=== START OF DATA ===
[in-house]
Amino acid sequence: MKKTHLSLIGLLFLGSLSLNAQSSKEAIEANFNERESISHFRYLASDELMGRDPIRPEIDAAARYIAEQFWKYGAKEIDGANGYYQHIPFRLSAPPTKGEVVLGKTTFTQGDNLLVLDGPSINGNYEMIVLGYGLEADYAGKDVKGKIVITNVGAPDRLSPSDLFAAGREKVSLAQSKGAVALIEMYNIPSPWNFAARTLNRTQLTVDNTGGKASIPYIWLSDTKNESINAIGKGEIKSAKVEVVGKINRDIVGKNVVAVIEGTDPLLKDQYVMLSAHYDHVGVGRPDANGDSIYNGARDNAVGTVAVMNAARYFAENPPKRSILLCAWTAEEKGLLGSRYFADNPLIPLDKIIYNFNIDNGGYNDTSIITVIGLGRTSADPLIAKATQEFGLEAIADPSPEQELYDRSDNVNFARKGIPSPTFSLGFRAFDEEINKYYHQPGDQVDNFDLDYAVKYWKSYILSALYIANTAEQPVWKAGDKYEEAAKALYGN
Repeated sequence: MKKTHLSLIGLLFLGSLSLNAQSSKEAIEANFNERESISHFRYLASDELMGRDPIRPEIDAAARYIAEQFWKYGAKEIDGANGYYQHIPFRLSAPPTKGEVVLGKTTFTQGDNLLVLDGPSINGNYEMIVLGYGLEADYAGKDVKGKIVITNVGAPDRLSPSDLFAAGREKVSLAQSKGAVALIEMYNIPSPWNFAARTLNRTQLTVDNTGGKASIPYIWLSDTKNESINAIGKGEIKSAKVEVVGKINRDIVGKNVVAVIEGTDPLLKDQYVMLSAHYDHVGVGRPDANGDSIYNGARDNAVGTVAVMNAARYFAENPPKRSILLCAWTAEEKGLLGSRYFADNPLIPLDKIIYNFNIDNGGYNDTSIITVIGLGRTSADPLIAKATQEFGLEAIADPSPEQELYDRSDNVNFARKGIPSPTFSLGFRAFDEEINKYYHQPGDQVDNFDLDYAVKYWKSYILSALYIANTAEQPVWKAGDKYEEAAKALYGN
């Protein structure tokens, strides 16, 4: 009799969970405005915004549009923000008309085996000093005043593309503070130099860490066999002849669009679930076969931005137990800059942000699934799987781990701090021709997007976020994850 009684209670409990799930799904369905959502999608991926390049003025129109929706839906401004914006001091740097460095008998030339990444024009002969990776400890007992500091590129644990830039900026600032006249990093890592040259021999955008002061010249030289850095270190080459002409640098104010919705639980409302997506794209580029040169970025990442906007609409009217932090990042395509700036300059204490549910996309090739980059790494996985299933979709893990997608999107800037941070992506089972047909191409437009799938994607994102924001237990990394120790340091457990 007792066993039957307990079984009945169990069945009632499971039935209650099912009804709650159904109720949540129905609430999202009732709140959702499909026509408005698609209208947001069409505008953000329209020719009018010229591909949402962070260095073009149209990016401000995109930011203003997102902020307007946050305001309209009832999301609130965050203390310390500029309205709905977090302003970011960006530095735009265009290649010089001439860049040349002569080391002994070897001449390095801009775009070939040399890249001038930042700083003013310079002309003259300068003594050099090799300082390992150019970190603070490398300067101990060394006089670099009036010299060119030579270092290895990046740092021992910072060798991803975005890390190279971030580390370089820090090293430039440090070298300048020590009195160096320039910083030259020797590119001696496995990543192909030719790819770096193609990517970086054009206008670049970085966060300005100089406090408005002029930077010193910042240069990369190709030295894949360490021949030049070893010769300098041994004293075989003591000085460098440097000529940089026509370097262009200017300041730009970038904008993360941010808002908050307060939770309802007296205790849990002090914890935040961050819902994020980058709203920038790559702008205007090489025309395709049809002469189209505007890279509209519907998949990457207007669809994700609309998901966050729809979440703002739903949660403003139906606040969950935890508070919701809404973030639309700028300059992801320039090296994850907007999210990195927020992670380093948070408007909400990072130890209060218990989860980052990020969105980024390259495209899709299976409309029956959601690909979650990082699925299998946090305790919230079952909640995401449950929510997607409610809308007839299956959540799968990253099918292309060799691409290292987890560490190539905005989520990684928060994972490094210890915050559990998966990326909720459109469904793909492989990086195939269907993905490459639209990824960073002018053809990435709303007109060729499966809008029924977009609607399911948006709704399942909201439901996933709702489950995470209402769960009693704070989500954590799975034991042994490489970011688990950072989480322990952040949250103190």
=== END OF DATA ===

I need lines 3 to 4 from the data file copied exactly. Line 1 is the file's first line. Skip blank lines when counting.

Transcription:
Repeated sequence: MKKTHLSLIGLLFLGSLSLNAQSSKEAIEANFNERESISHFRYLASDELMGRDPIRPEIDAAARYIAEQFWKYGAKEIDGANGYYQHIPFRLSAPPTKGEVVLGKTTFTQGDNLLVLDGPSINGNYEMIVLGYGLEADYAGKDVKGKIVITNVGAPDRLSPSDLFAAGREKVSLAQSKGAVALIEMYNIPSPWNFAARTLNRTQLTVDNTGGKASIPYIWLSDTKNESINAIGKGEIKSAKVEVVGKINRDIVGKNVVAVIEGTDPLLKDQYVMLSAHYDHVGVGRPDANGDSIYNGARDNAVGTVAVMNAARYFAENPPKRSILLCAWTAEEKGLLGSRYFADNPLIPLDKIIYNFNIDNGGYNDTSIITVIGLGRTSADPLIAKATQEFGLEAIADPSPEQELYDRSDNVNFARKGIPSPTFSLGFRAFDEEINKYYHQPGDQVDNFDLDYAVKYWKSYILSALYIANTAEQPVWKAGDKYEEAAKALYGN
């Protein structure tokens, strides 16, 4: 009799969970405005915004549009923000008309085996000093005043593309503070130099860490066999002849669009679930076969931005137990800059942000699934799987781990701090021709997007976020994850 009684209670409990799930799904369905959502999608991926390049003025129109929706839906401004914006001091740097460095008998030339990444024009002969990776400890007992500091590129644990830039900026600032006249990093890592040259021999955008002061010249030289850095270190080459002409640098104010919705639980409302997506794209580029040169970025990442906007609409009217932090990042395509700036300059204490549910996309090739980059790494996985299933979709893990997608999107800037941070992506089972047909191409437009799938994607994102924001237990990394120790340091457990 007792066993039957307990079984009945169990069945009632499971039935209650099912009804709650159904109720949540129905609430999202009732709140959702499909026509408005698609209208947001069409505008953000329209020719009018010229591909949402962070260095073009149209990016401000995109930011203003997102902020307007946050305001309209009832999301609130965050203390310390500029309205709905977090302003970011960006530095735009265009290649010089001439860049040349002569080391002994070897001449390095801009775009070939040399890249001038930042700083003013310079002309003259300068003594050099090799300082390992150019970190603070490398300067101990060394006089670099009036010299060119030579270092290895990046740092021992910072060798991803975005890390190279971030580390370089820090090293430039440090070298300048020590009195160096320039910083030259020797590119001696496995990543192909030719790819770096193609990517970086054009206008670049970085966060300005100089406090408005002029930077010193910042240069990369190709030295894949360490021949030049070893010769300098041994004293075989003591000085460098440097000529940089026509370097262009200017300041730009970038904008993360941010808002908050307060939770309802007296205790849990002090914890935040961050819902994020980058709203920038790559702008205007090489025309395709049809002469189209505007890279509209519907998949990457207007669809994700609309998901966050729809979440703002739903949660403003139906606040969950935890508070919701809404973030639309700028300059992801320039090296994850907007999210990195927020992670380093948070408007909400990072130890209060218990989860980052990020969105980024390259495209899709299976409309029956959601690909979650990082699925299998946090305790919230079952909640995401449950929510997607409610809308007839299956959540799968990253099918292309060799691409290292987890560490190539905005989520990684928060994972490094210890915050559990998966990326909720459109469904793909492989990086195939269907993905490459639209990824960073002018053809990435709303007109060729499966809008029924977009609607399911948006709704399942909201439901996933709702489950995470209402769960009693704070989500954590799975034991042994490489970011688990950072989480322990952040949250103190």